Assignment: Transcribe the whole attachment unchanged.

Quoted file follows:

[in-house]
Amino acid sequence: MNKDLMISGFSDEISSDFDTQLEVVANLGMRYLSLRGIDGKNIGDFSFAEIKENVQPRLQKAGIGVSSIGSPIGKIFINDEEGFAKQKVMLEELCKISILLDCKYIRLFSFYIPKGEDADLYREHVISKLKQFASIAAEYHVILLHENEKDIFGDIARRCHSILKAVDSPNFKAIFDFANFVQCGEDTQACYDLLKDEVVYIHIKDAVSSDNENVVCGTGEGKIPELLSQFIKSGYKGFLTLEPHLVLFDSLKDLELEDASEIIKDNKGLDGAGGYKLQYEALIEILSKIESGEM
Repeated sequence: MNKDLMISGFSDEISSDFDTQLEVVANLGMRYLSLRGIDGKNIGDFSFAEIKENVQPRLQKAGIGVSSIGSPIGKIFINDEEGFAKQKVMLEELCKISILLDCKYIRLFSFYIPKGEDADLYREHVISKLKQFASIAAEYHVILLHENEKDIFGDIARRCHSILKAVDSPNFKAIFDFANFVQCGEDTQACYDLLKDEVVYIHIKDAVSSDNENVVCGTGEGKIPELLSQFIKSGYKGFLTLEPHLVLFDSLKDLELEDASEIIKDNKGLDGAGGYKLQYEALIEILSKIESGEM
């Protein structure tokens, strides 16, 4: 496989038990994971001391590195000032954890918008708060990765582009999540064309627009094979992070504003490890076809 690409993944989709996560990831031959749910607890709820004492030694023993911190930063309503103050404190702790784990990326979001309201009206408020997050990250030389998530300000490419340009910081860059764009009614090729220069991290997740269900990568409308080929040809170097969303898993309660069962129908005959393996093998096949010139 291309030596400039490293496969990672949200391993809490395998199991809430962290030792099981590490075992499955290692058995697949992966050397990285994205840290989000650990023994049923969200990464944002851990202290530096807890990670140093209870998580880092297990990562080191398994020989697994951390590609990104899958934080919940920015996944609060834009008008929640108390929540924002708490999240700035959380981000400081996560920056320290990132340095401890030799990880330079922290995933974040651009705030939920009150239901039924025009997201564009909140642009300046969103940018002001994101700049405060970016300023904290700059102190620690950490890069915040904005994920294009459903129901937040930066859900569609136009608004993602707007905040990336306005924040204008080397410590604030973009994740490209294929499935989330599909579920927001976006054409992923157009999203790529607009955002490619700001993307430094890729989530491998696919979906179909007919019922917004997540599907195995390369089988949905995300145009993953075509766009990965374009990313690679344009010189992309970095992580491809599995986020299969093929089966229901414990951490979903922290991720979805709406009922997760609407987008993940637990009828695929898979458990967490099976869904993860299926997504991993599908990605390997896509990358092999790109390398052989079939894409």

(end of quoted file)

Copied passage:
[in-house]
Amino acid sequence: MNKDLMISGFSDEISSDFDTQLEVVANLGMRYLSLRGIDGKNIGDFSFAEIKENVQPRLQKAGIGVSSIGSPIGKIFINDEEGFAKQKVMLEELCKISILLDCKYIRLFSFYIPKGEDADLYREHVISKLKQFASIAAEYHVILLHENEKDIFGDIARRCHSILKAVDSPNFKAIFDFANFVQCGEDTQACYDLLKDEVVYIHIKDAVSSDNENVVCGTGEGKIPELLSQFIKSGYKGFLTLEPHLVLFDSLKDLELEDASEIIKDNKGLDGAGGYKLQYEALIEILSKIESGEM
Repeated sequence: MNKDLMISGFSDEISSDFDTQLEVVANLGMRYLSLRGIDGKNIGDFSFAEIKENVQPRLQKAGIGVSSIGSPIGKIFINDEEGFAKQKVMLEELCKISILLDCKYIRLFSFYIPKGEDADLYREHVISKLKQFASIAAEYHVILLHENEKDIFGDIARRCHSILKAVDSPNFKAIFDFANFVQCGEDTQACYDLLKDEVVYIHIKDAVSSDNENVVCGTGEGKIPELLSQFIKSGYKGFLTLEPHLVLFDSLKDLELEDASEIIKDNKGLDGAGGYKLQYEALIEILSKIESGEM
């Protein structure tokens, strides 16, 4: 496989038990994971001391590195000032954890918008708060990765582009999540064309627009094979992070504003490890076809 690409993944989709996560990831031959749910607890709820004492030694023993911190930063309503103050404190702790784990990326979001309201009206408020997050990250030389998530300000490419340009910081860059764009009614090729220069991290997740269900990568409308080929040809170097969303898993309660069962129908005959393996093998096949010139 291309030596400039490293496969990672949200391993809490395998199991809430962290030792099981590490075992499955290692058995697949992966050397990285994205840290989000650990023994049923969200990464944002851990202290530096807890990670140093209870998580880092297990990562080191398994020989697994951390590609990104899958934080919940920015996944609060834009008008929640108390929540924002708490999240700035959380981000400081996560920056320290990132340095401890030799990880330079922290995933974040651009705030939920009150239901039924025009997201564009909140642009300046969103940018002001994101700049405060970016300023904290700059102190620690950490890069915040904005994920294009459903129901937040930066859900569609136009608004993602707007905040990336306005924040204008080397410590604030973009994740490209294929499935989330599909579920927001976006054409992923157009999203790529607009955002490619700001993307430094890729989530491998696919979906179909007919019922917004997540599907195995390369089988949905995300145009993953075509766009990965374009990313690679344009010189992309970095992580491809599995986020299969093929089966229901414990951490979903922290991720979805709406009922997760609407987008993940637990009828695929898979458990967490099976869904993860299926997504991993599908990605390997896509990358092999790109390398052989079939894409």